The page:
Canadian Housing Statistics Program, 2019 and 2020
Today, the Canadian Housing Statistics Program (CHSP) is publishing new data on businesses and governments (such as firms, public institutions, trusts, and other organizations) that owned residential properties in 2019 and 2020. This release provides updated data for Nova Scotia, Ontario and British Columbia, for which data were first released in 2019, and new data for Newfoundland and Labrador, New Brunswick, Manitoba, Yukon, the Northwest Territories and Nunavut.
Market share shows incremental growth for businesses and governments
Data from the CHSP (see Table 46-10-0053-01) illustrate that the market share of residential properties owned by business and government entities in Nova Scotia, Ontario and British Columbia increased incrementally from 2018 to 2020 (see "Note to readers" for the definition of "business and government"). This increase occurred when the population growth of people aged 18 years and older (+3.4%) outpaced the growth in the stock of properties (+2.4%) for these three provinces over the same period. Recent findings from the 2021 Census of Population show that home ownership trended downwards in the provinces concerned.
In 2018, 7.4% of residential properties in Ontario were owned by businesses and governments. That proportion grew to 7.5% in 2019 and 7.6% in 2020. The percentage in 2020 accounted for a total of 375,970 residential properties owned by business and government entities in the province, an increase of 18,485 compared with 2018.
The dynamic was similar in British Columbia, where 10.0% of residential properties were owned by business and government entities in 2020, up from 9.8% in 2019 and 9.7% in 2018. The increase from 2018 to 2020 accounted for an additional 10,520 properties, which brought the total of residential properties owned by businesses and governments in British Columbia to 176,390.
Nova Scotia had a slower growth in business and government property ownership. In 2018, 8.0% of residential properties in the province were held by these owners. This figure increased to 8.1% in 2020.
A higher share of properties owned by businesses and governments in Yukon and Nunavut
The shares of residential properties held by businesses and governments in Nunavut (77.7%) and Yukon (28.4%) in 2020 were significantly greater than those in the provinces for which data were available (10.0% or less). Also, 7.5% of residential property owners in Nunavut were business and government entities, compared with 2.1% or less in the provinces covered.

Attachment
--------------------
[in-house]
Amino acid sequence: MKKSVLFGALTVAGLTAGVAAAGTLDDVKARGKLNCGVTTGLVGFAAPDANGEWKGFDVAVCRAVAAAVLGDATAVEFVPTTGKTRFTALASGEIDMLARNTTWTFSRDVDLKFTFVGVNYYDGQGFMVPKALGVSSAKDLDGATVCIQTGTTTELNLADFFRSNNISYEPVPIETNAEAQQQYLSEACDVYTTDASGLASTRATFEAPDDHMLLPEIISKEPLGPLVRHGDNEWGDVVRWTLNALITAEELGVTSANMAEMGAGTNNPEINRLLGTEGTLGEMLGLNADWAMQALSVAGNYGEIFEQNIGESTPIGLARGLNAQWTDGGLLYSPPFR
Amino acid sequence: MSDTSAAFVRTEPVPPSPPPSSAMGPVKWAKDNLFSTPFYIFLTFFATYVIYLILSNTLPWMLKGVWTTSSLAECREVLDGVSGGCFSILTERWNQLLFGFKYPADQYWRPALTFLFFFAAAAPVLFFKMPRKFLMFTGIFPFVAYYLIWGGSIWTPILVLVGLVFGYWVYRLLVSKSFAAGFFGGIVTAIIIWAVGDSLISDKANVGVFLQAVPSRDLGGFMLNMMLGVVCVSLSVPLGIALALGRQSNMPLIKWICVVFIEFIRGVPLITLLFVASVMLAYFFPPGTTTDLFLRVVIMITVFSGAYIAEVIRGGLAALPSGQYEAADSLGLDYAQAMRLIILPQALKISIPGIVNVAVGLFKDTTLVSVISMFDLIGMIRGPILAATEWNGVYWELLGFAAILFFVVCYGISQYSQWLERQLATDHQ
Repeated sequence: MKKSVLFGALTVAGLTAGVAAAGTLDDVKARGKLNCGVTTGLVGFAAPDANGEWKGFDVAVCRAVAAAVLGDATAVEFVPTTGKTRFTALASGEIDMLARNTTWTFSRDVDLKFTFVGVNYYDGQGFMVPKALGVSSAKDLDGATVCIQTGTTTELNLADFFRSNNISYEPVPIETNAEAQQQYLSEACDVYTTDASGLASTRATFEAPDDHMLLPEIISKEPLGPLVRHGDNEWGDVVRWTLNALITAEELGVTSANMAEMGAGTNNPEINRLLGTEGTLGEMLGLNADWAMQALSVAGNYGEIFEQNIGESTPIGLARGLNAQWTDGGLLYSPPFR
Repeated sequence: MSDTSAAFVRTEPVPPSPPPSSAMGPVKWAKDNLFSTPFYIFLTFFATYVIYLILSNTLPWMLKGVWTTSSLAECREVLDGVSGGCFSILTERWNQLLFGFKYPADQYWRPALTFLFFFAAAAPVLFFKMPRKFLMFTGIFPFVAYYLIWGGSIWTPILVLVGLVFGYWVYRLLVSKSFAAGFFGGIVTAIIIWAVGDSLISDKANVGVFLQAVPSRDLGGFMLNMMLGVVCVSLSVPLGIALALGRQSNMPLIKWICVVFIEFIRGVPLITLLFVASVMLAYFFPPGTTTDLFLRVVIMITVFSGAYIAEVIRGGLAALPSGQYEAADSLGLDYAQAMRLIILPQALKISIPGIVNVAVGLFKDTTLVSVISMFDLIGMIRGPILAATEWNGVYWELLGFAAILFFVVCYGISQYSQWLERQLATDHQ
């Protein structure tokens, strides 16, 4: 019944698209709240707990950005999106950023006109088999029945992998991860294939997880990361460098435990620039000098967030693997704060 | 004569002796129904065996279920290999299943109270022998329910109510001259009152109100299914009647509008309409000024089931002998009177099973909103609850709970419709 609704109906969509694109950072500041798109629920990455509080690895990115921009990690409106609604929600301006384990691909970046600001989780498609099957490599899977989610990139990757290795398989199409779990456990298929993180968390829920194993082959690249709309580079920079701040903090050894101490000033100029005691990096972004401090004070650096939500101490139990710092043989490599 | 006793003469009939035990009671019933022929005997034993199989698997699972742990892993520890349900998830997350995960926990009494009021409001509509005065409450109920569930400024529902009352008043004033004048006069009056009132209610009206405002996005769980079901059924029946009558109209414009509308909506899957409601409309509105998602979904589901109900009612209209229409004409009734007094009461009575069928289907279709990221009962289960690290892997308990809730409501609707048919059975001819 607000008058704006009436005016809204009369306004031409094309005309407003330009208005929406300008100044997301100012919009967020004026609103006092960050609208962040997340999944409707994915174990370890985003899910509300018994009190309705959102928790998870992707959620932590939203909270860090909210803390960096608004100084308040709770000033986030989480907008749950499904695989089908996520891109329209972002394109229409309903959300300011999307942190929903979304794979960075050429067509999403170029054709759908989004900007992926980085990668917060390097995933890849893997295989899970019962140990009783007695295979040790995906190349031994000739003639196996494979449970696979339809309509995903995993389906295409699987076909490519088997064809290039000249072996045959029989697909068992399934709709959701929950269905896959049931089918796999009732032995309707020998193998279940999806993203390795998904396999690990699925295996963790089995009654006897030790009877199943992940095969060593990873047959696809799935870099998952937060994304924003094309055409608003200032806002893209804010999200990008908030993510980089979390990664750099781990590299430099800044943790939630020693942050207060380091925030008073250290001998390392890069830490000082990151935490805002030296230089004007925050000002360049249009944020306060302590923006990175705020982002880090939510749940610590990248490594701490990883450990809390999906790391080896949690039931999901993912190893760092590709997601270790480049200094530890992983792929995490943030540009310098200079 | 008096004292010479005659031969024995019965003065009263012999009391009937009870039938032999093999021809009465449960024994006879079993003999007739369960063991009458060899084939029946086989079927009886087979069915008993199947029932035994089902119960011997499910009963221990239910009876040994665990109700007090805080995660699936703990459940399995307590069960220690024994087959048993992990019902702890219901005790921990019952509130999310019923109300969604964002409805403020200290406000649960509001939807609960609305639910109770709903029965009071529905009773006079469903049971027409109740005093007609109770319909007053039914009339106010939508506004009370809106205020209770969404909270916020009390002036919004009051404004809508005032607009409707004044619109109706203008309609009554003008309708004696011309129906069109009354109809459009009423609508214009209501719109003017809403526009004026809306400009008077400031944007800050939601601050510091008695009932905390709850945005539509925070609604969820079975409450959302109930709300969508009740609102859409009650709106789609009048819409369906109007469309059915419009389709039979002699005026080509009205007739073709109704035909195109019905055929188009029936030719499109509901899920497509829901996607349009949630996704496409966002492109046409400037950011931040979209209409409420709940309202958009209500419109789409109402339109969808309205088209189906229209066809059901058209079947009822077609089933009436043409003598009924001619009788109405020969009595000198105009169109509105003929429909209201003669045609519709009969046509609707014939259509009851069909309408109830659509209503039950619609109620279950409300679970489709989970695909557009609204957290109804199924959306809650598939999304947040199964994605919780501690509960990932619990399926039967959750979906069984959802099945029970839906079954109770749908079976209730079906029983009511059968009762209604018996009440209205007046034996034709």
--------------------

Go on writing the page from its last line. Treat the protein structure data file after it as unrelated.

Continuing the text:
Condominium apartments constitute 45% of business and government residential holdings in the Vancouver census metropolitan area
In line with previous findings from the CHSP, the new data show that vacant land remained the most common type of property owned by businesses and governments in the provinces and territories, representing at least two-fifths of their residential holdings in 2020.
This finding is consistent among the most populated census metropolitan areas (CMAs) in each province, except in Vancouver, where condominium apartments accounted for 45.4% of business and government residential property holdings in 2020, while vacant land accounted for 18.1%.
Across the different property types, single-detached, semi-detached and row houses constituted from 17.4% (in British Columbia) to 26.4% (in Nova Scotia) of the property stock owned by businesses and governments in 2020. Notably, in British Columbia, the stock of row houses held by businesses and governments grew by 18.5% from 2018 to 2020, compared with 5.3% growth for that of row houses owned by individuals over the same period.
Corporations are dominant among business and government owners
The data show that corporations continued to be the most prevalent owner legal type in 2020, representing at least three-quarters of business and government owners in the provinces and territories covered by the CHSP. In the provinces, corporations owned from 5.7% (in Nova Scotia) to 6.2% (in Manitoba) of the total stock of properties. These proportions varied more significantly in the territories, ranging from 4.7% in Yukon to 9.3% in Nunavut.
In 2020, corporations also tended to own a larger share of residential properties in the largest CMAs than within their respective provincial markets. In Ontario, 77.3% of residential properties owned by businesses and governments were held by corporations, while that figure reached 85.0% in the Toronto CMA. Larger differences were found in British Columbia, where 59.2% of the properties held by businesses and governments were owned by corporations, compared with 87.5% in the Vancouver CMA.